Capital Health and IWK stage mock disaster

Medical authorities at both Capital Health and IWK are happy with the results of the exercise, but say more work needs to be done on decontamination processes.

By Paul Rebar

An orderly leans over a newly-arrived casualty, dressing the fake bone sticking out of her leg.

The casualty is wheeled towards the operating bay, where she hops off the stretcher. An operating mannequin with an identical injury takes her place and is hurried through the doors.

In another room a doctor examines a line of patients sitting with chemical burn marks painted on their faces.

The scenario: a tanker truck full of pesticides has collided with a bus in a busy downtown intersection. The result? Seventy-six casualties. Capital Heath and the IWK Health Centre must efficiently handle the “Code Orange” level disaster.

The exercise

“The goal with this kind of thing is not to get it perfect but to meet the challenge,” says Capital Health Exercise Director Dr. Carl Jarvis. “It gives us an idea what our capability is.”

As a result of the simulation Capital Health now has decontamination facilities that could handle an actual disaster of this scale.  Jarvis compares this exercise to Halifax hosting the Canada Winter Games in 2010, which left the city with the Halifax Oval.

“We agreed to do this exercise eight months ago, so the whole previous six months have been leading up to this.”

Jarvis is a lot more confident after the exercise, although he says recruiting and training more people for the “decon” procedure is a top priority.  Over the course of the simulation the nine specialists at Capital Health had no one to relieve them, which meant they had to work nonstop for three hours in sweltering hazmat suits.

IWK ran into a similar problem. They had six specialists and only seven suits to work with.  This means only one specialist could be relieved at a time in a real disaster; the suits need to be decontaminated before they can be worn again.

“Let’s say we respond to an event that lasts for seven hours, we don’t have the capacity to deal with that,” says IWK Exercise Director Dr. Vered Gazit.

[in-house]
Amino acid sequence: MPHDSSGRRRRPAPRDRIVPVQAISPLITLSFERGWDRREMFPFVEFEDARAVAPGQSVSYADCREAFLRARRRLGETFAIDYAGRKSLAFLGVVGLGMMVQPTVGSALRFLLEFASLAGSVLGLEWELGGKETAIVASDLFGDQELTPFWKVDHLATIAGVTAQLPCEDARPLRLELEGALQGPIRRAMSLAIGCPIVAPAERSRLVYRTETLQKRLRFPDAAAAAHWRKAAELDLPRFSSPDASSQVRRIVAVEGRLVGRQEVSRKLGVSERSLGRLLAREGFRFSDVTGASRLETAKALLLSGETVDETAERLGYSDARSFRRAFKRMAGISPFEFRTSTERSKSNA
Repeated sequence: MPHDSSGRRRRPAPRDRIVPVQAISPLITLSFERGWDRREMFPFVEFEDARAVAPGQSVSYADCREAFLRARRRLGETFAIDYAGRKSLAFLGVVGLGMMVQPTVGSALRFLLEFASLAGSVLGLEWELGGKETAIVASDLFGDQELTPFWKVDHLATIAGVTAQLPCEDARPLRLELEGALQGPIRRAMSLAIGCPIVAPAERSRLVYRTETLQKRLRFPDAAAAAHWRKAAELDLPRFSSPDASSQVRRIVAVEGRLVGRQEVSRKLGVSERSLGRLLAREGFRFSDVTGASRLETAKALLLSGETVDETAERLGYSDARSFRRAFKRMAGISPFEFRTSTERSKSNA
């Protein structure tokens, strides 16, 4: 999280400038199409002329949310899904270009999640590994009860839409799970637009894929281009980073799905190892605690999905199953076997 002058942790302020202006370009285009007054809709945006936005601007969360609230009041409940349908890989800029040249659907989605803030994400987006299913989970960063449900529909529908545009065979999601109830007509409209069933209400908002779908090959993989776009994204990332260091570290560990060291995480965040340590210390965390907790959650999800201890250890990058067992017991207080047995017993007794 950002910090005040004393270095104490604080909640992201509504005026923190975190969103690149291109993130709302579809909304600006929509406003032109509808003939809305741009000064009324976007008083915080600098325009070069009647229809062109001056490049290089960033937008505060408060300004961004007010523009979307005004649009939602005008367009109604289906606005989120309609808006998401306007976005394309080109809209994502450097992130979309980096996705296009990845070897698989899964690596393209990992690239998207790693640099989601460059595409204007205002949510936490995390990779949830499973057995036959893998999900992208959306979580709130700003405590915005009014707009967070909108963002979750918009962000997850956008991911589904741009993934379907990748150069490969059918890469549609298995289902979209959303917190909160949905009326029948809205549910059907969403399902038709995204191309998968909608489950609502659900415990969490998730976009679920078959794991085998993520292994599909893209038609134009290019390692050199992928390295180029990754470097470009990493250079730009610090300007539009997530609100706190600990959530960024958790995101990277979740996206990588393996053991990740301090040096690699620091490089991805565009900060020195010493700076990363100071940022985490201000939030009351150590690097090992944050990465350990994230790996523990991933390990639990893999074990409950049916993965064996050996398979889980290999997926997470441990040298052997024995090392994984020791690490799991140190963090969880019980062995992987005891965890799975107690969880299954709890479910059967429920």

Despite the shortage of specialists and equipment, Gazit says that this time last year IWK couldn’t have responded to a single decon patient.  The exercise also streamlined the triage process from taking a few minutes per  patient to only about 30 seconds.

Patients

Volunteer Carol Hughes, 60, played three scenarios over the course of the exercise at Capital Health.  First she was a patient with minor injuries, then a family member whose husband had been a casualty, and finally a passerby who had pulled someone from the wreckage and started having breathing problems.

“I thought in the ER they really seemed to know what they were doing,” says Hughes, whose son, a member of the Canadian Forces, persuaded her to take part in the mock disaster.

Hughes says the process would still be hard for the casualties’ family members, since they would have no way of knowing if they were dead or alive.

“There’s nothing [the emergency personnel] can do about that when [there are] so many casualties.”

In all, 57 planners, 45 health care providers, 10 Canadian Forces personnel (who took the opportunity to train with their civilian counterparts) and 112 community volunteers participated in the event.  This made it one of the largest medical exercises ever attempted in Nova Scotia.

St. Patrick’s Day quieter than expected

This year’s St. Patrick’s Day was quieter than most, owing to freezing weather and the fact that it fell on a Sunday.

By Paul Rebar

Casual business at The Loose Cannon. (Paul Rebar Photo)

This year’s St. Patrick’s Day was quieter than most. It was freezing cold outside and it fell on  a Sunday.

Like many Canadians, Haligonians have a tradition of celebrating the day by heading downtown for a pub crawl.

The drinking establishments are always well-stocked for the event.

“St. Patrick’s Day is our biggest sales day of the year,” Old Triangle co-owner Cheryl Doherty told Metro on March 14.

“We do have a big breakfast, and we have our food menu, but it is really a drinking day for the most part.”

While there was no shortage of leprechaun hats, shamrock tattoos and idling police wagons, downtown stayed relatively quiet. Only a few bars like Durty Nelly’s, The Triangle and The Lower Deck had lines out front.

Police Response

“We compared St. Patrick’s day to a busy Friday,” said Const. Pierre Bourdages in a phone interview.

“There was nothing particularly out of the ordinary.”

The police responded to 47 liquor offences, nine noise complaints, three assaults and two disturbances (fights, brawls, or domestic violence).  In total there were 183 calls.

At 2:30 a.m., police responded to a head-on collision involving a 58-year-old female taxi driver and an alcohol-impaired 29-year-old man in a BMW.  The taxi driver is in hospital with serious but non-life threatening injuries.  A 32-year-old female passenger who was in the back of the BMW (which had five other occupants) is in a similar condition.

Partiers brave the cold outside The Lower Deck. (Paul Rebar photo)